HC Deb 01 May 1854 vol 132 cc1171-3

said, he would now move for leave to bring in a Bill to amend the militia law, but in one respect only. By the Act of 42 Geo.. III., the Crown had the power of embodying the militia only in cases of actual invasion or danger thereof, or in case of insurrection or rebellion. Considering how large a portion of the regular army had been sent abroad, and the time that must elapse before an equal number of recruits could be raised, it was of great importance that Government should be able to avail themselves, for a time at least, of establishing a portion of the militia for the purpose of home service. He was happy to say that the country, although at war with Russia, was in no danger of invasion. As the law now stood it was impossible for the Crown to avail itself of the continued service of the militia. The object, therefore, of the Bill was to empower the Crown to embody it, that was, to call out for a continued period, the whole or any part of the militia, whenever the country is in a state of war. He also proposed, in case any regiment should be called out for training, for a period short of the period of fifty-six days, to take power, if occasion should require it, to continue the training up to the period of fifty-six days, without going through the process of giving fresh notices in the manner in which it is necessary to give them at the first assembling.


said, he did not object to the nature of the Amendments suggested by the noble Lord, and he felt assured that every man in the militia would be ready to come forward, and to willingly perform the duties that were imposed upon him. He hoped that the noble Lord would also consider whether some effective arrangements could not be carried out with reference to the wives and children of the men serving in the militia, many of whom were necessarily left by their husbands and fathers in a state of perfect destitution, and could look for no other parish relief than a workhouse order. The consequence of this was, that a militiaman, after serving his country, might find upon his return home that his family had been dispersed and made destitute, and his little furniture seized and sold. He hoped, also, that proper attention would be given to the stores for the services of the militia, and that generally the clauses of the Bill would be carefully considered.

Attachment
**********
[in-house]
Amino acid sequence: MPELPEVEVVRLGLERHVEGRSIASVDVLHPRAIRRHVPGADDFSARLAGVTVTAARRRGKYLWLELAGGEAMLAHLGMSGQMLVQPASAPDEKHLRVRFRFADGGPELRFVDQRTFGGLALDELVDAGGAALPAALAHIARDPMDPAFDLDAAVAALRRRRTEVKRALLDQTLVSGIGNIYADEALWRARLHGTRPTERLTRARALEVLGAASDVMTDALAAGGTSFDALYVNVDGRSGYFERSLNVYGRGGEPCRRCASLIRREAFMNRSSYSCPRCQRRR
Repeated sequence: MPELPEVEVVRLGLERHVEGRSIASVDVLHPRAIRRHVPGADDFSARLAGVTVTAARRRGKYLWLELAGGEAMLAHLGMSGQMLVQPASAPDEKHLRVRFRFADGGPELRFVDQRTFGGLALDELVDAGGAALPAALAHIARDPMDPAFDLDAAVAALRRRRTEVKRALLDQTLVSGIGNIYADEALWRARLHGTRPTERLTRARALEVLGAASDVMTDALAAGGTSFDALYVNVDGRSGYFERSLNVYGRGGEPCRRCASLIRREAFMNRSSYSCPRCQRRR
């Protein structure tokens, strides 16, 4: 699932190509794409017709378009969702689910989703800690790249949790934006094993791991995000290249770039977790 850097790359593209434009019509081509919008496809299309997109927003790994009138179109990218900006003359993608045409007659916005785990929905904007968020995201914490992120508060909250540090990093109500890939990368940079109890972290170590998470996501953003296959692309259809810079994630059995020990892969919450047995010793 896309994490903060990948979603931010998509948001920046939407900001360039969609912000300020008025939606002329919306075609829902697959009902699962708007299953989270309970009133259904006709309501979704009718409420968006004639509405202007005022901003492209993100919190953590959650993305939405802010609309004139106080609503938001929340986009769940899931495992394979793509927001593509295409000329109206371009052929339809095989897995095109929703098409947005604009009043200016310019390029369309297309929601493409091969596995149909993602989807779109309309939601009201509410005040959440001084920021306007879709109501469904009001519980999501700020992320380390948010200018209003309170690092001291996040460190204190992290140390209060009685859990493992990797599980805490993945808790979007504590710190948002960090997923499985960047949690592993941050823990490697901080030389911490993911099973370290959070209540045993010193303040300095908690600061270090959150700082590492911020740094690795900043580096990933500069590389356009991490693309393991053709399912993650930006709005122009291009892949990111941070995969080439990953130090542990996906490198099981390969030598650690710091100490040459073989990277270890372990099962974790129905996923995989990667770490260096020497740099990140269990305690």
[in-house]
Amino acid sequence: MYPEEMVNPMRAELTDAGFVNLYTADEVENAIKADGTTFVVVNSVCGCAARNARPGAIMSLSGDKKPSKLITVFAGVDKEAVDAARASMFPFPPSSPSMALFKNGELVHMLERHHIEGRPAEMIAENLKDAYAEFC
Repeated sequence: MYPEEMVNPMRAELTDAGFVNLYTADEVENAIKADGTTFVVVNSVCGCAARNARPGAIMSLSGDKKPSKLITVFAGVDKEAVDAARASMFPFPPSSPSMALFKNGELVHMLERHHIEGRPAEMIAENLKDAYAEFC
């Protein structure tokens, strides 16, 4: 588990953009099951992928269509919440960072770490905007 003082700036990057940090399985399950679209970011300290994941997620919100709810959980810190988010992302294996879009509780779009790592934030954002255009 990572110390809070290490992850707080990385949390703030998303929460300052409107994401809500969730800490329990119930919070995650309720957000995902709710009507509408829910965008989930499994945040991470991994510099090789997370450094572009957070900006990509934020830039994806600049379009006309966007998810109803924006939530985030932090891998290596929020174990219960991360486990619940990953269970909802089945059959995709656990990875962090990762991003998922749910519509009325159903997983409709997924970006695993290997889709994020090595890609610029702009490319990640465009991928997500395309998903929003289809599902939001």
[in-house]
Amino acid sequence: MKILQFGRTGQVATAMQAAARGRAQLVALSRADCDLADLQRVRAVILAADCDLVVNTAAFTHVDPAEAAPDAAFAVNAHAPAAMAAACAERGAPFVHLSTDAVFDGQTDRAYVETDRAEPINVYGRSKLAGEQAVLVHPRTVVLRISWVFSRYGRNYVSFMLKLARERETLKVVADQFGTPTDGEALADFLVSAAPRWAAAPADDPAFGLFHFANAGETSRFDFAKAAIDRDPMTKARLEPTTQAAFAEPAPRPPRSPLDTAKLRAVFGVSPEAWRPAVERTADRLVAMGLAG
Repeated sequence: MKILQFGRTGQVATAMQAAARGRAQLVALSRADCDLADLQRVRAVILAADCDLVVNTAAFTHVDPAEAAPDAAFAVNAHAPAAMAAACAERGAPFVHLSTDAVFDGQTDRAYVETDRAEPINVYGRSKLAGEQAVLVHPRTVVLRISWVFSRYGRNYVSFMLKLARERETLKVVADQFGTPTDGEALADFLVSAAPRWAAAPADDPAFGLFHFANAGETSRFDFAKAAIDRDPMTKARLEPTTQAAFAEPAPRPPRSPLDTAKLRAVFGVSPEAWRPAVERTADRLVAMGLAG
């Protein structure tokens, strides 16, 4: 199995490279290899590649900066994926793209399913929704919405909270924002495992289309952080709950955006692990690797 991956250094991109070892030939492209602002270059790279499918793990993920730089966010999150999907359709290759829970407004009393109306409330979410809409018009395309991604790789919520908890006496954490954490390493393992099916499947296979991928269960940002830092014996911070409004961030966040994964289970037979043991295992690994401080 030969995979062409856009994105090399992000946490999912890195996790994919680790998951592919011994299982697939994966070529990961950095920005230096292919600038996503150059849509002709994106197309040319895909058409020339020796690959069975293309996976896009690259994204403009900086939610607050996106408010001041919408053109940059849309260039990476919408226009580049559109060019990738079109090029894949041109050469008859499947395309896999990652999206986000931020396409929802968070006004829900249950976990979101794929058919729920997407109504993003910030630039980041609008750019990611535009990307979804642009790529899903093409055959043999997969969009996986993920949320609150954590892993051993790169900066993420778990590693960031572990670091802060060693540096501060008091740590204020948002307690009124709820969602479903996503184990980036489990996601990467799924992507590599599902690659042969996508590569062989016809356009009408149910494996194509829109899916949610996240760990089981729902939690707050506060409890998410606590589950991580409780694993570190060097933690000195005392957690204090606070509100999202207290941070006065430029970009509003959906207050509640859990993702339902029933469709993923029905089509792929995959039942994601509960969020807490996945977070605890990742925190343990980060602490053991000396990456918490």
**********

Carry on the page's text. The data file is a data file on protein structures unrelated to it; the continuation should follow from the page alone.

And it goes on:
said, that the importance of securing a state of efficiency for our militia could scarcely be overrated, inasmuch as it would, no doubt, form a most important nucleus from which to fill up vacancies in our Army. He hoped that the Government would take every means of encouraging the system of volunteering, which he was sorry to see had been discountenanced by one of the colonels of a regiment of militia.


said, that a good deal of excitement existed in Ireland on the subject of calling out the militia, and he trust- ed the Government would now state their intention on that point.


said, he was now preparing a Bill to consolidate the existing militia laws, and in that Bill certain amendments would be introduced. He had purposely confined the present Bill to the points he had just mentioned, because it was desirable to pass it as soon as possible. With regard to volunteering into the line, different colonels took different views, but in some cases great encouragement had been given by the colonels, in proof of which he might refer to the efforts of Lord Fitzhardinge. With respect to the Irish militia, it was not the intention of the Government during the present year to organise or enrol the Irish militia. It was not desirable to incur any large expense if the public service did not require it. What might be done in another year was a matter for future consideration.


said, he regretted that it was not the intention of the Government to call out the Irish militia. A large force had been withdrawn from Ireland, and the noble Lord could hardly expect men to enlist in the regular service if such distrust was shown of them by the Government.


said, there was a very large constabulary force in Ireland, and considering that the Government had increased their pay to the extent of 45,000l. a year, he did not think there existed any ground of complaint on the part of that country.


inquired if the noble Lord intended to introduce the Bill for the consolidation of the militia law during the present year?


Yes, as soon as possible.

Leave given; Bill ordered to be brought in by Viscount Palmerston and Mr. Secretary at War.

Bill read 1°.

The House adjourned at One o'clock.